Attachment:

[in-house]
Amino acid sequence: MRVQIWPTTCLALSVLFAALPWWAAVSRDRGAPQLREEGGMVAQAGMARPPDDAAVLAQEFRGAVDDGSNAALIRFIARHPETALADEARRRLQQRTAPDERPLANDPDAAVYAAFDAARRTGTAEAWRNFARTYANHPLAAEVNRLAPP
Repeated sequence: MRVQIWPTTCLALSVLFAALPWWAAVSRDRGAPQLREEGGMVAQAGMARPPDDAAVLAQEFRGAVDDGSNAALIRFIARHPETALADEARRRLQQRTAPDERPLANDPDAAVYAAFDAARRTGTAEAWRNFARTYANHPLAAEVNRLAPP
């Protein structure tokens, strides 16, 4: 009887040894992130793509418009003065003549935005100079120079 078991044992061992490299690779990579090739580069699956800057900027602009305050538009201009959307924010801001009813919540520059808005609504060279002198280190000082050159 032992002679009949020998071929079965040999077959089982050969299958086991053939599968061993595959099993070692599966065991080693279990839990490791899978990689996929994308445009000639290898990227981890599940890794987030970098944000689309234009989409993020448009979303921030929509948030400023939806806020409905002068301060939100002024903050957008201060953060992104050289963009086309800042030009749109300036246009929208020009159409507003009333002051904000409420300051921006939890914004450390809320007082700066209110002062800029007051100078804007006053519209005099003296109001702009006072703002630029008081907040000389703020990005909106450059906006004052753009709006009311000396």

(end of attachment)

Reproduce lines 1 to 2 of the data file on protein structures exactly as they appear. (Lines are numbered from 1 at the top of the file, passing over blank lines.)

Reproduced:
[in-house]
Amino acid sequence: MRVQIWPTTCLALSVLFAALPWWAAVSRDRGAPQLREEGGMVAQAGMARPPDDAAVLAQEFRGAVDDGSNAALIRFIARHPETALADEARRRLQQRTAPDERPLANDPDAAVYAAFDAARRTGTAEAWRNFARTYANHPLAAEVNRLAPP